|Choir director Tonny Mbowa shapes young lives|
Tonny Mbowa is the director of the United
Methodist-supported Hope for Africa Children's Choir in Uganda. UMNS
photos by Kathy L. Gilbert.
By Kathy L. Gilbert*
April 2, 2008 | NASUTI, Uganda (UMNS)
Tonny Mbowa was 9 and the oldest of five children when Idi Amin's army came to his village on a mission to kill pastors.
Mbowa's father, a pastor in the Full Gospel Church, couldn't escape
the "Butcher of Uganda," who ruled the East African country for much of
the 1970s. The unarmed pastor was shot and killed in front of his
"I remember looking at him with all these wounds … but one thing that
encourages me: before he was shot, he begged to say the Lord's Prayer,"
Mbowa remembers everyone in the village heard his father's last
words. "I felt really good that he would pray at the last minute instead
of panicking because they were determined either way to kill him."
A short time later, Mbowa's mother died of cancer, leaving him the
head of the household of three sisters and a baby brother. "Mama died
when the last one was still breast-feeding," he said.
"It was so hard for me and so difficult to be the oldest one, but I
couldn't do anything to help my sisters and brothers. I matured so fast.
From that point, I knew I had to take on responsibility," he said.
Mbowa’s parents taught him to pray, and when he was young, he prayed
for help. Christian organizers of the African Children's Choir selected
him to be part of the choir that traveled throughout the United States,
Canada and Europe.
The African Children's Choir, founded by Ray Barnett in 1984, is still
saving and training children today. The choir has gained international
recognition and performed in some of the world's most prestigious halls.
Mbowa and choir conductor Lydia Namageme watch the children rehearse at the school in Nasuti, Uganda.
"From there––seeing the western world and seeing so many people who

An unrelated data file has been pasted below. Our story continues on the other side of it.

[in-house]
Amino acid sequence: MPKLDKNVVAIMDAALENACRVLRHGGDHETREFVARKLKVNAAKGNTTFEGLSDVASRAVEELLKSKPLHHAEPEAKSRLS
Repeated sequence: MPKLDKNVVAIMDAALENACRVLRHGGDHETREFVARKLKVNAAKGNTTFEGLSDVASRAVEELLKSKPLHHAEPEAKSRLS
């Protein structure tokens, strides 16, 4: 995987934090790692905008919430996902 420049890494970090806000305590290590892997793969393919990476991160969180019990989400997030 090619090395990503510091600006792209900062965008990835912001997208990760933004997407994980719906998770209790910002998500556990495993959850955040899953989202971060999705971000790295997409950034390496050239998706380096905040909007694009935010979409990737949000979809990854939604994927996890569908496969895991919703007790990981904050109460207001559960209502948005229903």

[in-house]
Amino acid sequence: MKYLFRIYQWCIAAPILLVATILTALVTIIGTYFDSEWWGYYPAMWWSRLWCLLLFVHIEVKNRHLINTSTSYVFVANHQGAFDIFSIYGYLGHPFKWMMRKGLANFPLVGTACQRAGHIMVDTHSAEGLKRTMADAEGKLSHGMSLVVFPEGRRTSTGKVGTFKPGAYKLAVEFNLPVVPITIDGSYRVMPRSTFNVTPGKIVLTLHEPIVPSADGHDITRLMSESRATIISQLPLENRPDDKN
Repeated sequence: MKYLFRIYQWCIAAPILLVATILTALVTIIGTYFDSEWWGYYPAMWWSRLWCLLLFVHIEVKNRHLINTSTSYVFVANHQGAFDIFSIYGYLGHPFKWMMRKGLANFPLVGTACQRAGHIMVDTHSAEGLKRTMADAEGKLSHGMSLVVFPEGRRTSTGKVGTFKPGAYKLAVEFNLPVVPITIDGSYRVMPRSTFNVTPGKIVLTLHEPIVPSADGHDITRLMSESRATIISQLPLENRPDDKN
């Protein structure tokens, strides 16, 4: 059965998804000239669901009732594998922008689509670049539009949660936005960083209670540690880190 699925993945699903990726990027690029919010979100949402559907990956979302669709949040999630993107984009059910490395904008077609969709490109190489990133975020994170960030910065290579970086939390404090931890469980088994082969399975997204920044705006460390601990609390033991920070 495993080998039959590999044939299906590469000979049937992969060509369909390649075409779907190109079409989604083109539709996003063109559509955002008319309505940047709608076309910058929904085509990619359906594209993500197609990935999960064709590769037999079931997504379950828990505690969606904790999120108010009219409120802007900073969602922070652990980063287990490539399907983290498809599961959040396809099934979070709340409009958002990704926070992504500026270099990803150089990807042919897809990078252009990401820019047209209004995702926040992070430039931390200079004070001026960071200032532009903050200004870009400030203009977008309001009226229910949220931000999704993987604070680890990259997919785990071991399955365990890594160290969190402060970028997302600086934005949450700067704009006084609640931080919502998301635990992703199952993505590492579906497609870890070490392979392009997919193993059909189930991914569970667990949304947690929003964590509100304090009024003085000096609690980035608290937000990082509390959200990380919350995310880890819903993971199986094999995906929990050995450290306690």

were loving and caring––I gained hope. I knew God had a lot in store for
Now in his early 30s, Mbowa praises God for saving him from that
life, and he does all he can to give other children a chance for a
better future. Today he is the choir director for the Hope for Africa
Children's Choir established by the Uganda United Methodist Church.
Mbowa is using his experience to mold and shape 23 children from situations just as bad as or worse than his own childhood.
The Hope for Africa Children's Choir will perform at the 2008 General
Conference, the denomination's top lawmaking body, and then go for a
three-month singing tour in the United States.
"God has helped me," Mbowa said. "Everywhere I have been, I have been
surrounded by children, one of the things I adore. I love working with
He shares his story with children in tough situations to illustrate how God's love can change lives.
"God has helped me. Everywhere I have been, I have
been surrounded by children, one of the things I adore. I love working
with kids," Mbowa says.
"When you help such a child, they grow up with a loving heart instead
of hating, instead of bitterness," he said. "Because somebody showed
them compassion, they will also try to show to another a compassionate
"I believe what we are doing might be small at the moment, but I
believe once we keep on doing what we are doing, these children will
become a great help to the entire continent of Africa."
Mbowa composes, sings, dances and plays the piano and drums. With so
many stories to tell of what God has done for him, he said, it is "easy
to come up with a wonderful song."
"I thank God for that. It has been a wonderful gift in my life."
*Gilbert is a United Methodist News Service news writer based in Nashville, Tenn.
News media contact: Kathy L. Gilbert, Nashville, Tenn., (615) 742-5470 or firstname.lastname@example.org.
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